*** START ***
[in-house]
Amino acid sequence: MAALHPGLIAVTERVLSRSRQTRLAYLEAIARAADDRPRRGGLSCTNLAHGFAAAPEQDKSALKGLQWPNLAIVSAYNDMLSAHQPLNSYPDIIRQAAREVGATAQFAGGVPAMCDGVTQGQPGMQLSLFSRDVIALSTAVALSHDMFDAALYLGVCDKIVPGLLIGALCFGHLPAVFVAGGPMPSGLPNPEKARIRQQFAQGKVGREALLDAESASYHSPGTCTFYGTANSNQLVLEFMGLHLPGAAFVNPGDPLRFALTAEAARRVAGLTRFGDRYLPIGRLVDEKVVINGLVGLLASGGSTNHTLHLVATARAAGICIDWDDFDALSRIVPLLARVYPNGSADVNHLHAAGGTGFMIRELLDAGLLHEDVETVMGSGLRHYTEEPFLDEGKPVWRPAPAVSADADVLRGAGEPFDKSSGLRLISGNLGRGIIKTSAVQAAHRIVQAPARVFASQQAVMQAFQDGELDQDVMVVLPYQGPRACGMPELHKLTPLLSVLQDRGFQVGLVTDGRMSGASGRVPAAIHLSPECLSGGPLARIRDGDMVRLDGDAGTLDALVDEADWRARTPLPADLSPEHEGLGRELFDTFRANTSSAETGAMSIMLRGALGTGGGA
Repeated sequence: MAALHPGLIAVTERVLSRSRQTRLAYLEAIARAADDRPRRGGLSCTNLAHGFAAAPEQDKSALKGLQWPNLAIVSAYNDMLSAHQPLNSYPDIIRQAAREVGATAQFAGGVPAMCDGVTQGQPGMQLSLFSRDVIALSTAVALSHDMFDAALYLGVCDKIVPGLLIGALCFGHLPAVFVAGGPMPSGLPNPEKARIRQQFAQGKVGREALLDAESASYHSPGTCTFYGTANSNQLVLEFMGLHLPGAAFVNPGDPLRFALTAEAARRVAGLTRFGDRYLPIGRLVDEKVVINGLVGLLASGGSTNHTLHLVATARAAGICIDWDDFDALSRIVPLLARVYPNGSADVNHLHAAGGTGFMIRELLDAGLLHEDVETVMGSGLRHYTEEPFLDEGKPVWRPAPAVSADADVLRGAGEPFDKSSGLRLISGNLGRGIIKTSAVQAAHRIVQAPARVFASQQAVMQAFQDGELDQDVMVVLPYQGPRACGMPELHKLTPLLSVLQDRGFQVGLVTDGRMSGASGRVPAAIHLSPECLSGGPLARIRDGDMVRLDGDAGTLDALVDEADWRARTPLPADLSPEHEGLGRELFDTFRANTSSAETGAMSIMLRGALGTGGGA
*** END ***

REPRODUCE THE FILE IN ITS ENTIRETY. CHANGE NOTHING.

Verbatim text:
[in-house]
Amino acid sequence: MAALHPGLIAVTERVLSRSRQTRLAYLEAIARAADDRPRRGGLSCTNLAHGFAAAPEQDKSALKGLQWPNLAIVSAYNDMLSAHQPLNSYPDIIRQAAREVGATAQFAGGVPAMCDGVTQGQPGMQLSLFSRDVIALSTAVALSHDMFDAALYLGVCDKIVPGLLIGALCFGHLPAVFVAGGPMPSGLPNPEKARIRQQFAQGKVGREALLDAESASYHSPGTCTFYGTANSNQLVLEFMGLHLPGAAFVNPGDPLRFALTAEAARRVAGLTRFGDRYLPIGRLVDEKVVINGLVGLLASGGSTNHTLHLVATARAAGICIDWDDFDALSRIVPLLARVYPNGSADVNHLHAAGGTGFMIRELLDAGLLHEDVETVMGSGLRHYTEEPFLDEGKPVWRPAPAVSADADVLRGAGEPFDKSSGLRLISGNLGRGIIKTSAVQAAHRIVQAPARVFASQQAVMQAFQDGELDQDVMVVLPYQGPRACGMPELHKLTPLLSVLQDRGFQVGLVTDGRMSGASGRVPAAIHLSPECLSGGPLARIRDGDMVRLDGDAGTLDALVDEADWRARTPLPADLSPEHEGLGRELFDTFRANTSSAETGAMSIMLRGALGTGGGA
Repeated sequence: MAALHPGLIAVTERVLSRSRQTRLAYLEAIARAADDRPRRGGLSCTNLAHGFAAAPEQDKSALKGLQWPNLAIVSAYNDMLSAHQPLNSYPDIIRQAAREVGATAQFAGGVPAMCDGVTQGQPGMQLSLFSRDVIALSTAVALSHDMFDAALYLGVCDKIVPGLLIGALCFGHLPAVFVAGGPMPSGLPNPEKARIRQQFAQGKVGREALLDAESASYHSPGTCTFYGTANSNQLVLEFMGLHLPGAAFVNPGDPLRFALTAEAARRVAGLTRFGDRYLPIGRLVDEKVVINGLVGLLASGGSTNHTLHLVATARAAGICIDWDDFDALSRIVPLLARVYPNGSADVNHLHAAGGTGFMIRELLDAGLLHEDVETVMGSGLRHYTEEPFLDEGKPVWRPAPAVSADADVLRGAGEPFDKSSGLRLISGNLGRGIIKTSAVQAAHRIVQAPARVFASQQAVMQAFQDGELDQDVMVVLPYQGPRACGMPELHKLTPLLSVLQDRGFQVGLVTDGRMSGASGRVPAAIHLSPECLSGGPLARIRDGDMVRLDGDAGTLDALVDEADWRARTPLPADLSPEHEGLGRELFDTFRANTSSAETGAMSIMLRGALGTGGGA